Earlier in the week the Ministry of Justice re-affirmed its intention to extend fixed recoverable costs (FRC) to all fast track civil clams claims and, albeit on a different basis, higher value claims below a proposed £100,000 threshold (so-called ‘intermediate value’ cases). Alongside costs budgeting in multitrack cases, a regime of fixed recoverable costs is seen bringing control and predictability to litigation expenses.
Extending FRCs in this way will mean that the majority of disease claims will be captured by FRCs for the first time. When fast track FRCs were introduced in 2013 for ‘portal’ claims, only EL disease (ELD) claims against a single defendant were caught. [It is worth recalling that the portal was conceived for straightforward single claimant vs single defendant claims and for that reason alone it is ill-suited to disease work.]
Our article about the MoJ’s announcement offers some initial and overall thoughts about the reforms which, in broad terms, we continue to support. It also links to information we provided in 2017 in which the detail and structure of the FRC regimes were provided.
Asbestos and noise claims will be excluded
The scope of the new FRC regimes will exclude claims arising from mesothelioma and other asbestos related-diseases. In respect of noise-induced hearing loss (NIHL) in the fast track, the MoJ proposes to take forward a different model of FRCs, that being the scheme recommended by the Civil Justice Council in 2017 along with the procedural improvements proposed by the CJC at the time. The proposed introducing of FRC for NIHL claims, based on a report from 2017 which addressed a claims spike in 2011-14, might seem to some as coming a little late to the party.
Procedural reform is also needed
Disease claims in general becoming subject to FRC is a significant development and one which has been somewhat under-emphasised. For example, the MoJ’s response paper mentions ‘disease’ only five times in more than 80 pages. There will clearly be ‘cost’ implications for disease cases and, in our view, there is a pressing need for improvements in the relevant pre-action protocols (PAPs) so the predictability around litigation costs that comes with FRC is matched with the procedural certainty that allows parties to make early and properly-informed decisions when handling disease cases. The CJC’s ongoing review of PAPs could deliver these improvements but it (a) it appears to have slipped because of the pandemic and (b) is very wide-ranging and as such may not be sufficiently focused on the particular issues in disease claims.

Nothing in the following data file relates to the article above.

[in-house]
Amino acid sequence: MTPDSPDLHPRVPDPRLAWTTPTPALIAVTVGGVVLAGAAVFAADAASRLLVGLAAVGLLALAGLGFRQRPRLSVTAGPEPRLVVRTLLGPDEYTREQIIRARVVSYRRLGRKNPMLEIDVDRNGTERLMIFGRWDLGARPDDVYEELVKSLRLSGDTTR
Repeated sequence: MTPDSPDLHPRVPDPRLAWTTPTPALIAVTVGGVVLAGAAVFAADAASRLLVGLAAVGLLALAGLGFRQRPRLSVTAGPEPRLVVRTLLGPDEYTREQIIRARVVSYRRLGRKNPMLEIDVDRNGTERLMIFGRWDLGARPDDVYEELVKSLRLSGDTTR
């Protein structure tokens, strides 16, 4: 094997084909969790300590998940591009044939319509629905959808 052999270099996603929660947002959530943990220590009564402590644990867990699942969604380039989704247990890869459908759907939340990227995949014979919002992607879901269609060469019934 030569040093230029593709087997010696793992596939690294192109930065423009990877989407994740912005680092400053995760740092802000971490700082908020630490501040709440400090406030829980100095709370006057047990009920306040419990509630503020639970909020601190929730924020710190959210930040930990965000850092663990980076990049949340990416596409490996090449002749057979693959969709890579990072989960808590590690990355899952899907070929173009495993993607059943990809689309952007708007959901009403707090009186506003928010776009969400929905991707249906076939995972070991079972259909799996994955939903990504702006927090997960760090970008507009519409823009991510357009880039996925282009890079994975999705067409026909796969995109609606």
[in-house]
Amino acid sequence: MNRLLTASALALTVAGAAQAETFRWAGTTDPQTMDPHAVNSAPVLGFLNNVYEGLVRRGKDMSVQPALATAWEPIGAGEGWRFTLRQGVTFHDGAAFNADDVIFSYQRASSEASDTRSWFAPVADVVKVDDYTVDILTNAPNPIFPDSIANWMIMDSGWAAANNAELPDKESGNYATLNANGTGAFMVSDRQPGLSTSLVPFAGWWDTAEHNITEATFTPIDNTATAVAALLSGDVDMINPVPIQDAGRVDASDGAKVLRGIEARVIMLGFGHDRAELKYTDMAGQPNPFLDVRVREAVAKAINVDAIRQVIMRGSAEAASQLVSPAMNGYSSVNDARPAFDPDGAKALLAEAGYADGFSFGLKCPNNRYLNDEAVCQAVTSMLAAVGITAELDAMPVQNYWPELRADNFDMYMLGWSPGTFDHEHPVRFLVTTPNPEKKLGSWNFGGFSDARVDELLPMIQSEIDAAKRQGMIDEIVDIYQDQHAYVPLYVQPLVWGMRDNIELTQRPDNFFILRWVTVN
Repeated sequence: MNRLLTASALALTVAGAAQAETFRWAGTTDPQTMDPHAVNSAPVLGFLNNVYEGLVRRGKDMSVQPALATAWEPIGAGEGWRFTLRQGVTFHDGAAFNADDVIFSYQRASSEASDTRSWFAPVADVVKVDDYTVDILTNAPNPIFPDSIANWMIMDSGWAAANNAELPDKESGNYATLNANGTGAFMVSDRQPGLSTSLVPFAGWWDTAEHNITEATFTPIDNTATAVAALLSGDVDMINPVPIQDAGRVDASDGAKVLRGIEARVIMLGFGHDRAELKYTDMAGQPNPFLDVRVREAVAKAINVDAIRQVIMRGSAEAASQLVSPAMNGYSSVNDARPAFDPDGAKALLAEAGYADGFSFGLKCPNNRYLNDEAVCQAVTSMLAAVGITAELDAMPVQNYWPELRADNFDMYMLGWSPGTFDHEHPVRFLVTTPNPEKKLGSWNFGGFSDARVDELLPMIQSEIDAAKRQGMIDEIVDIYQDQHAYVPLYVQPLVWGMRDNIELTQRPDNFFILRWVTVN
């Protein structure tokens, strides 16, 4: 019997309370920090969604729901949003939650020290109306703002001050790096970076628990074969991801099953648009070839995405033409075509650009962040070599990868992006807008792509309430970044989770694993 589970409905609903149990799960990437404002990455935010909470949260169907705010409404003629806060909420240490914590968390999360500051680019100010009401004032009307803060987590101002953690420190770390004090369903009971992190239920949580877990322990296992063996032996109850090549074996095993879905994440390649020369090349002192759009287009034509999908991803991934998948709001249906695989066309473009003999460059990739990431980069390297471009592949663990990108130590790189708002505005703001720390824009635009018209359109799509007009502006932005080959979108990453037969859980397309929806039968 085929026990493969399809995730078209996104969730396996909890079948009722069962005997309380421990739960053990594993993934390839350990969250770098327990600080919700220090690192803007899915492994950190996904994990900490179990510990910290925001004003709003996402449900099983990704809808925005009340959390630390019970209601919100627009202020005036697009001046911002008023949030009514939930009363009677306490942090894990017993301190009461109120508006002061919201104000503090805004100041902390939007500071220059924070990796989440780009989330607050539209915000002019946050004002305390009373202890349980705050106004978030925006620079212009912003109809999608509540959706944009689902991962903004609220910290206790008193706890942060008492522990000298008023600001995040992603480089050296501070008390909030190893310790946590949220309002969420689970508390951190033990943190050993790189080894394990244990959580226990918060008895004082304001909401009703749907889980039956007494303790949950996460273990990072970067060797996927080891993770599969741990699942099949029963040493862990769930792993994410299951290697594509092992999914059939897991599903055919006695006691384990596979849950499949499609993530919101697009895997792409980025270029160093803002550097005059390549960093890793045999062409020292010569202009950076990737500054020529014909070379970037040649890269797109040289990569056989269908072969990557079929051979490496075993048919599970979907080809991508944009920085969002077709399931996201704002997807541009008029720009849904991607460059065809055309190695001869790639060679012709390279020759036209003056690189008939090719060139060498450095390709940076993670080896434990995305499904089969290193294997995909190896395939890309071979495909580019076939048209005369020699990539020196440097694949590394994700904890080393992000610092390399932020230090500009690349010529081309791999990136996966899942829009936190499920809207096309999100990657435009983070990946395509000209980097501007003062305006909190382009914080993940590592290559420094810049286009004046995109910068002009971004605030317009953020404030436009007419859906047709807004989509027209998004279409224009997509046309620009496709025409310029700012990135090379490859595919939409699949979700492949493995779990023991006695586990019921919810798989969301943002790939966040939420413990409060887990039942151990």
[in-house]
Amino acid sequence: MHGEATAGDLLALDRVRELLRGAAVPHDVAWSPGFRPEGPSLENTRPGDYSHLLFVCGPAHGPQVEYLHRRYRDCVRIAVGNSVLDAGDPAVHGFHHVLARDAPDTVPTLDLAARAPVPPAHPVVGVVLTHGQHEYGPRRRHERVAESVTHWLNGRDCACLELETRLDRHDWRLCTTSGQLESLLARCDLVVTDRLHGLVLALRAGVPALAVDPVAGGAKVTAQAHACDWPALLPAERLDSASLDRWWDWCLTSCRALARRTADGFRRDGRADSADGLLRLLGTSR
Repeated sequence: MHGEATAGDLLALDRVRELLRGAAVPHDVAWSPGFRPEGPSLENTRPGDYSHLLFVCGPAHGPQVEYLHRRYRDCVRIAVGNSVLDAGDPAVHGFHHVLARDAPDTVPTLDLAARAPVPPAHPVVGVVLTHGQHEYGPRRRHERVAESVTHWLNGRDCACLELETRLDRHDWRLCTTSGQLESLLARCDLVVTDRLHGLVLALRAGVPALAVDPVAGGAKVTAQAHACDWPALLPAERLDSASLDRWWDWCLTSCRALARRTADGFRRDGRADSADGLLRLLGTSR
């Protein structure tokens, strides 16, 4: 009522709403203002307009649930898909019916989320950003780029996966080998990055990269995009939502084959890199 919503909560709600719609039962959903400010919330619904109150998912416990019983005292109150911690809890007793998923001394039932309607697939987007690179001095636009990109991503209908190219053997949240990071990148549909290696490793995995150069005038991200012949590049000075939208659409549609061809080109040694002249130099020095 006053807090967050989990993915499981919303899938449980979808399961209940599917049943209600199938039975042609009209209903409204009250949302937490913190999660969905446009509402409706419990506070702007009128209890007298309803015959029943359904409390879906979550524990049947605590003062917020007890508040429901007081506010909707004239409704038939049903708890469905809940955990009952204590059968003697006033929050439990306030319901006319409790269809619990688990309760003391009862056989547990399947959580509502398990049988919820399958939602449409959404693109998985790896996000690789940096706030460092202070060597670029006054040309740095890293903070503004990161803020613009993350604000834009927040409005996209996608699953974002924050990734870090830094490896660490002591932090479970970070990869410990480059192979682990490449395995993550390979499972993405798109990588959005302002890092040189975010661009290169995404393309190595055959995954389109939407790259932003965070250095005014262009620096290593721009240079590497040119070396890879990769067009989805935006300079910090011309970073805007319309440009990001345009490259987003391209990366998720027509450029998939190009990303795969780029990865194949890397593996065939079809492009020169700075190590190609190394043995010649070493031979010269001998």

Disease cases to be banded as complex
In the fast track and in intermediate cases, the proposal is that claims will be categorised by complexity bands, with each band having its own FRC schedule. There are to be four complexity bands, with 1 being the most straightforward and 4 being the most complex.
This four band structure was probably inevitable given that the current ‘portal’ / fast track FRCs for injury claims already fall into 3 categories – motor, EL and PL – meaning another would be needed to capture other civil cases in the fast track. The key point for disease practitioners is that their claims – ELD cases* – will be in band 4 and therefore attract the highest level of FRCs. The proposed banding structure remains unchanged from that which was consulted on in 2019 and is set out below.
- Band 1 for RTA non-PI claims (i.e. ‘bent metal’ or damage to vehicles only), defended debt claims;
- Band 2 for RTA PI claims (within the Pre-Action Protocol (PAP));
- Band 3 for RTA PI claims (outside the PAP), ELA, PL, tracked possession claims, housing disrepair, other money claims;
- Band 4 for ELD (excluding noise induced hearing loss (NIHL)), particularly complex tracked possession claims or housing disrepair claims, property disputes, professional negligence claims and other claims at the top end of the fast track.
Final points and staying in touch
It is impossible to avoid mentioning COVID-19 in any piece about disease claims. That said, the MoJ’s response refers to COVID only as a cause of delay to its publication rather than as a possible type of disease claim in itself. Our current thinking is, on balance, that any such claims probably ought to be excluded from the proposed FRC schemes but this is something that will need to be monitored.
It should be noted that the figures for FRC quoted in the MoJ’s 2019 consultation paper will be updated for inflation between then and implementation, which we expect to be no earlier than autumn 2022. Our current estimate is that applying inflation, measured by the Services Producer Price Index, to the 2019 figures (set out in our earlier article) in, say late 2022, is likely to lead to an across the board increase of around 10%.
We will consider the likely behavioural and financial impacts and the risks and opportunities of the proposed reforms for disease claims in greater detail over the coming weeks. Please get in touch with us or any of your regular disease contacts at BLM if we can help in understanding and preparing for these changes.
*As can be seen in the quoted section about bands of case, the MoJ publication refers to specifically ELD cases and does not identify PLD as a separate category. Nevertheless, our working assumption is that PLD claims are likely to be allocated to Band 4.